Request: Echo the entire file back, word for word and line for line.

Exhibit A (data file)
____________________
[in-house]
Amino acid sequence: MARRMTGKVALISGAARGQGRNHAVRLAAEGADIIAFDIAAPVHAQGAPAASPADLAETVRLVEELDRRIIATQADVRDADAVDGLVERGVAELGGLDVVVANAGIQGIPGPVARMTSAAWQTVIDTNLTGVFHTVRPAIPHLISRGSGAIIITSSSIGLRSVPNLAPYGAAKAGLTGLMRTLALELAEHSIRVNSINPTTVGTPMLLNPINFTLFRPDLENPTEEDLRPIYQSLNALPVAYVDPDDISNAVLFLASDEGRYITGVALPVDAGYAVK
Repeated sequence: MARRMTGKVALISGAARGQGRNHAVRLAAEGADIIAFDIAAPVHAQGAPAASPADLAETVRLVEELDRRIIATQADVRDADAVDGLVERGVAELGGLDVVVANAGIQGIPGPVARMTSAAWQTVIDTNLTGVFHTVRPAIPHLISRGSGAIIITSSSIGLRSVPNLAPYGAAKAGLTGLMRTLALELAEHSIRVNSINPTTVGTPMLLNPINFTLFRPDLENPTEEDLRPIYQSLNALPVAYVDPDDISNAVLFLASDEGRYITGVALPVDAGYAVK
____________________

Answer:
[in-house]
Amino acid sequence: MARRMTGKVALISGAARGQGRNHAVRLAAEGADIIAFDIAAPVHAQGAPAASPADLAETVRLVEELDRRIIATQADVRDADAVDGLVERGVAELGGLDVVVANAGIQGIPGPVARMTSAAWQTVIDTNLTGVFHTVRPAIPHLISRGSGAIIITSSSIGLRSVPNLAPYGAAKAGLTGLMRTLALELAEHSIRVNSINPTTVGTPMLLNPINFTLFRPDLENPTEEDLRPIYQSLNALPVAYVDPDDISNAVLFLASDEGRYITGVALPVDAGYAVK
Repeated sequence: MARRMTGKVALISGAARGQGRNHAVRLAAEGADIIAFDIAAPVHAQGAPAASPADLAETVRLVEELDRRIIATQADVRDADAVDGLVERGVAELGGLDVVVANAGIQGIPGPVARMTSAAWQTVIDTNLTGVFHTVRPAIPHLISRGSGAIIITSSSIGLRSVPNLAPYGAAKAGLTGLMRTLALELAEHSIRVNSINPTTVGTPMLLNPINFTLFRPDLENPTEEDLRPIYQSLNALPVAYVDPDDISNAVLFLASDEGRYITGVALPVDAGYAVK